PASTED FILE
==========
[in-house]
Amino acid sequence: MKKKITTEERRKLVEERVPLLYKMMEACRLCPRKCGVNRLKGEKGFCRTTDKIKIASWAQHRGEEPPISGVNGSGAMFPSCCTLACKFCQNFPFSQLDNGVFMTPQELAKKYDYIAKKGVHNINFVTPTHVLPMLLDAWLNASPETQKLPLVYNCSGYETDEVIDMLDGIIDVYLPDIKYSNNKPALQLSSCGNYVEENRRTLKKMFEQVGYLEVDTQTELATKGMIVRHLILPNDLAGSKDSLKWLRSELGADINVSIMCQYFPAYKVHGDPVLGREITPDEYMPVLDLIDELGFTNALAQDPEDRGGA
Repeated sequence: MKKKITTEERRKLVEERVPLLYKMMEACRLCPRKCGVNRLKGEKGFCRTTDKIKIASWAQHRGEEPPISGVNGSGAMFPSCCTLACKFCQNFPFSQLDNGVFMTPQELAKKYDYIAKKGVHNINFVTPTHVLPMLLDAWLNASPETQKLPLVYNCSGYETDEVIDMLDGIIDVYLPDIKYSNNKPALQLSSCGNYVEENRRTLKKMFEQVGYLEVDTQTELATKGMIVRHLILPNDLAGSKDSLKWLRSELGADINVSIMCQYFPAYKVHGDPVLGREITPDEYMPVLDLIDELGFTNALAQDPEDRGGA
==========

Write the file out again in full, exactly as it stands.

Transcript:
[in-house]
Amino acid sequence: MKKKITTEERRKLVEERVPLLYKMMEACRLCPRKCGVNRLKGEKGFCRTTDKIKIASWAQHRGEEPPISGVNGSGAMFPSCCTLACKFCQNFPFSQLDNGVFMTPQELAKKYDYIAKKGVHNINFVTPTHVLPMLLDAWLNASPETQKLPLVYNCSGYETDEVIDMLDGIIDVYLPDIKYSNNKPALQLSSCGNYVEENRRTLKKMFEQVGYLEVDTQTELATKGMIVRHLILPNDLAGSKDSLKWLRSELGADINVSIMCQYFPAYKVHGDPVLGREITPDEYMPVLDLIDELGFTNALAQDPEDRGGA
Repeated sequence: MKKKITTEERRKLVEERVPLLYKMMEACRLCPRKCGVNRLKGEKGFCRTTDKIKIASWAQHRGEEPPISGVNGSGAMFPSCCTLACKFCQNFPFSQLDNGVFMTPQELAKKYDYIAKKGVHNINFVTPTHVLPMLLDAWLNASPETQKLPLVYNCSGYETDEVIDMLDGIIDVYLPDIKYSNNKPALQLSSCGNYVEENRRTLKKMFEQVGYLEVDTQTELATKGMIVRHLILPNDLAGSKDSLKWLRSELGADINVSIMCQYFPAYKVHGDPVLGREITPDEYMPVLDLIDELGFTNALAQDPEDRGGA